President Donald Trump made an unannounced visit to Iraq on Wednesday, leaving behind a partially shuttered U.S. government to greet American troops helping hold off extremists in a country where thousands of Americans died during the recent war.
The visit marks Trump’s first visit to a war zone while serving as commander-in-chief, and comes on the heels of major changes in his national security leadership and his policy in the region. The president ordered all 2,000 U.S. forces withdrawn from Syria last week, declaring that the American mission of destroying the ISIS caliphate was accomplished.
Trump’s trip was shrouded in secrecy. Air Force One flew overnight from Washington, landing at an airbase west of Baghdad under the cover of darkness Wednesday evening. It is his first visit with troops stationed in a troubled region.
President Trump and the First Lady traveled to Iraq late on Christmas night to visit with our troops and Senior Military leadership to thank them for their service, their success, and their sacrifice and to wish them a Merry Christmas. pic.twitter.com/s2hntnRwpw
— Sarah Sanders (@PressSec) December 26, 2018
Approximately 5,000 U.S. troops are currently stationed in Iraq, where the mission continues to be promoting stability by supporting the Iraqi government in its fight against lingering ISIS forces in the region.
— Donald J. Trump (@realDonaldTrump) December 26, 2018
Trump had planned to spend Christmas at his private club in Florida, but stayed behind in Washington due to the shutdown. It’s unclear whether his trip to Iraq was added after it became apparent that the government would be shut down indefinitely due to a stalemate between Trump and congressional Democrats over the president’s demand for a wall along the U.S.-Mexico border.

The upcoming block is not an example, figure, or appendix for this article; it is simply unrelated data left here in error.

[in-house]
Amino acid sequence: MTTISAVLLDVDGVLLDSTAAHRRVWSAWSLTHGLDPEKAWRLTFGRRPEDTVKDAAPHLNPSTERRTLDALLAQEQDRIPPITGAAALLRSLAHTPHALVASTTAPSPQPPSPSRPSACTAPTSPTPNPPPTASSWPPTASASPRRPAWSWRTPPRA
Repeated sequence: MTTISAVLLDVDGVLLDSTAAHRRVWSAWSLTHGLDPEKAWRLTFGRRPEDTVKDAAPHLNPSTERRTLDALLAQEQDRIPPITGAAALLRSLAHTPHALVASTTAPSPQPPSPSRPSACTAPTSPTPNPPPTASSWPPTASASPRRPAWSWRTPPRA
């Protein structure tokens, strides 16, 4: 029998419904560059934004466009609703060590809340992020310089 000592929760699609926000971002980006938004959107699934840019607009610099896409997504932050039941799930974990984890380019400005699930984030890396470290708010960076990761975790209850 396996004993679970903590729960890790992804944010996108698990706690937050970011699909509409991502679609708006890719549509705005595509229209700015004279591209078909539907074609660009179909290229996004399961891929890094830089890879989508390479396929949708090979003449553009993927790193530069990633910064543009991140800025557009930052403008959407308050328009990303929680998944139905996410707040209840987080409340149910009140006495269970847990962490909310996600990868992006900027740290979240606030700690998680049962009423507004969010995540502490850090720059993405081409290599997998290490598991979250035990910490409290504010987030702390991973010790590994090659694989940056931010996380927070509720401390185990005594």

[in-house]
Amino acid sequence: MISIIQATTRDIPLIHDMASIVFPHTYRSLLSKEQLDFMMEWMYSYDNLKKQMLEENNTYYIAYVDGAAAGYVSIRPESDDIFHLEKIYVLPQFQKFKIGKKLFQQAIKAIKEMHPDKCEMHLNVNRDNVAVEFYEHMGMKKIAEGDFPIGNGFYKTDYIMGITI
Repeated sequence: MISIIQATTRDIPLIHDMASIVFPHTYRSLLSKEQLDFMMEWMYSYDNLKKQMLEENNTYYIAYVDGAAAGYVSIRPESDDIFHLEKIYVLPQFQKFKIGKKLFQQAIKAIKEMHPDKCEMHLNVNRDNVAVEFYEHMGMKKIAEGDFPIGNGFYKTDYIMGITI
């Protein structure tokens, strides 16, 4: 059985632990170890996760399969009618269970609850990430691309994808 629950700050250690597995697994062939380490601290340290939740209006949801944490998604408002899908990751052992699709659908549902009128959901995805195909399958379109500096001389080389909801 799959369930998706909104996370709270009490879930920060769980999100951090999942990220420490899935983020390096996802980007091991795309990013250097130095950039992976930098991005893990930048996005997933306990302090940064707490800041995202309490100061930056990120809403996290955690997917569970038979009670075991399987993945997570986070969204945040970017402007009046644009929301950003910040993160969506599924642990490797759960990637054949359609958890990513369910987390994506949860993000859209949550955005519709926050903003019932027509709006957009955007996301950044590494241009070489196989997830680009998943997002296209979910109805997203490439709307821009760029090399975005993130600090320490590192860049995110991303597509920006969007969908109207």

There are dire implications in particular for neighboring Iraq. The Iraqi government now has control of all the country’s cities, towns and villages after fighting its last urban battles against IS in December 2017.
Iraqi Prime Minister Adel Abdul-Mahdi recently said Iraqi troops could deploy into Syria to protect Iraq from threats across its borders. Iraq keeps reinforcements along its frontier to guard against infiltration by IS militants, who hold a pocket of territory along the Euphrates River.
Trump campaigned for office on a platform of ending U.S. involvement in foreign trouble spots, such as Syria, Afghanistan and Iraq. The Syria decision will ultimately affect all of the approximately 2,000 troops deployed in the war-torn country. The Pentagon is also said to be developing plans to withdraw up to half of the 14,000 American troops still serving in Afghanistan.
During the presidential campaign, Trump blamed Democrat Hillary Clinton for the rise of IS, due to the withdrawal of U.S. troops from Iraq at the end of 2011 during her tenure as secretary of state.
Source: The Associated Press & Daily Caller